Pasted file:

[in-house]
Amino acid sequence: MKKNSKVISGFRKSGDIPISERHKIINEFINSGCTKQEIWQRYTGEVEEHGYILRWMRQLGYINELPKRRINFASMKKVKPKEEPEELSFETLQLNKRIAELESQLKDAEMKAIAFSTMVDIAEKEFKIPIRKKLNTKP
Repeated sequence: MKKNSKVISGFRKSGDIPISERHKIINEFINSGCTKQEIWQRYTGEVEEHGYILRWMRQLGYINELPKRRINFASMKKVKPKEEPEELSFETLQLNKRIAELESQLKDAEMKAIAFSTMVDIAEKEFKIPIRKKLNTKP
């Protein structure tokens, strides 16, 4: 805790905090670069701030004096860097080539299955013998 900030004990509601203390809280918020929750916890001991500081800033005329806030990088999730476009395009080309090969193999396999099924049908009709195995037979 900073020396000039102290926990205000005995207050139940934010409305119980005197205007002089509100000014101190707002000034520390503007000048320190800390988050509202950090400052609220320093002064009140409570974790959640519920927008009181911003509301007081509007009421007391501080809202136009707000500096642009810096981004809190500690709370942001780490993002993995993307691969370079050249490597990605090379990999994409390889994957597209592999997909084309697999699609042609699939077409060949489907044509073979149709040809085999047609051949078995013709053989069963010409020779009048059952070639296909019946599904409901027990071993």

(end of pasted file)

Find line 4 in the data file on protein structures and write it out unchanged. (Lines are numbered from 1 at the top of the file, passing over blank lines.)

């Protein structure tokens, strides 16, 4: 805790905090670069701030004096860097080539299955013998 900030004990509601203390809280918020929750916890001991500081800033005329806030990088999730476009395009080309090969193999396999099924049908009709195995037979 900073020396000039102290926990205000005995207050139940934010409305119980005197205007002089509100000014101190707002000034520390503007000048320190800390988050509202950090400052609220320093002064009140409570974790959640519920927008009181911003509301007081509007009421007391501080809202136009707000500096642009810096981004809190500690709370942001780490993002993995993307691969370079050249490597990605090379990999994409390889994957597209592999997909084309697999699609042609699939077409060949489907044509073979149709040809085999047609051949078995013709053989069963010409020779009048059952070639296909019946599904409901027990071993």